FCA hits back at Govt interference claims

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The FCA has dismissed claims its independence from Government has been compromised and defends its approach to the scrapped review into banking culture.

Both the regulator and Government have come under fire following the decision to close the inquiry into bank culture in favour of dealing with firms individually.

But at a Treasury committee meeting today, FCA chairman John Griffith-Jones flatly denied claims the regulator was lent on to drop the probe.

When asked by chairman Andrew Tyrie whether independence had been compromised or if specific decisions had been called into question he said: “The answer is no to both. In general I don’t feel pressure and certainly on specific operational decisions – particulary enforcement – clearly not.”

Griffith-Jones and acting chief executive Tracey McDermott also defended the handling around the communication of the decision to close the inquiry.

In December 2014 the Davis Review criticised the response to a botched media briefing that sent insurers’ share prices tumbling.

But McDermott said the decision to drop the review was not market sensitive.

She said: “There was nothing secret about the decision to drop the review. We communicated with the banks, with our panels and with one of your colleagues [Mark Garnier MP], the Banking Standards Board, British Bankers Association, there was nothing secret about it it was simply an operational decision.”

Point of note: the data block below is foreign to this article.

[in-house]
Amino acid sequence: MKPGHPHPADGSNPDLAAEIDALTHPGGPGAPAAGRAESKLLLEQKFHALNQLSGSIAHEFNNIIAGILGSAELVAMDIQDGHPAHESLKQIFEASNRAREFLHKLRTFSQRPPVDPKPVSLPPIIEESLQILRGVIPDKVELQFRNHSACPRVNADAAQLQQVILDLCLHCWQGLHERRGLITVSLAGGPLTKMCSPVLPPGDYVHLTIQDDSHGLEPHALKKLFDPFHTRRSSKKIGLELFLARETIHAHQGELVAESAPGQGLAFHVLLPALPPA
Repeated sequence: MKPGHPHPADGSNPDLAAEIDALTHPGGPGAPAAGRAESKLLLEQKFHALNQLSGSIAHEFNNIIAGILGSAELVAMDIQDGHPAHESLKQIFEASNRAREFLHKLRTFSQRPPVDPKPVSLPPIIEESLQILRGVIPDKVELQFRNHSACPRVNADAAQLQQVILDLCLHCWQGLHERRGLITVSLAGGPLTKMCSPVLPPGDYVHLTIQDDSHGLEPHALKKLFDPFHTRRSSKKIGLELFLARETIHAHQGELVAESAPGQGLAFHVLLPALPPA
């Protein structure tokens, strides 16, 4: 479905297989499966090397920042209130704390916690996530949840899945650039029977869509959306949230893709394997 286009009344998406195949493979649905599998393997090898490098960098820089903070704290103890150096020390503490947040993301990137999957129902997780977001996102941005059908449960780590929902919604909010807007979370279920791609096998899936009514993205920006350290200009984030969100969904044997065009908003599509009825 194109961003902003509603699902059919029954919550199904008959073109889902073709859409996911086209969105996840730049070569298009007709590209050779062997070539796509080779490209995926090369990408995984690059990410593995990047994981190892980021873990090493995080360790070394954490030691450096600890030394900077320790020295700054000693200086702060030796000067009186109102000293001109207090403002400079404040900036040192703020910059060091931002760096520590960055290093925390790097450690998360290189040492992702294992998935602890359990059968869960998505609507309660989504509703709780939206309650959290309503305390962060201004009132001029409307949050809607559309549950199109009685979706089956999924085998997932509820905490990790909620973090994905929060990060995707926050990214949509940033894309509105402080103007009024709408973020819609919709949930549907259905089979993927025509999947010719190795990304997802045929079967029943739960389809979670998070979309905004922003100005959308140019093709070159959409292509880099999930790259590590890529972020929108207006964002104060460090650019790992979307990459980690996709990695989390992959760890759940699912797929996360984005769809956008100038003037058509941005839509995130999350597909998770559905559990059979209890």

She added: “I do not believe there is any market sensitivity that the review is being scrapped. I don’t think there’s been any market reaction. In terms of public interest, clearly because of the amount of attention to this over the last couple of weeks it would be difficult to say there was not a public interest. That’s why we will need to consider whether or not wecommunicate differently.”

McDermott stressed dropping the inquiry did not mean the regulator was changing its approach to improving banking culture.

Griffith-Jones added chief executive terms should be increased from three to five years. Former chief executive Martin Wheatley was ousted by the Chancellor at end of his term in September last year.

Griffith-Jones admitted morale was down at the regulator following Wheatley’s departure. An independent review into the FCA board published last week said staff were affected by public criticism.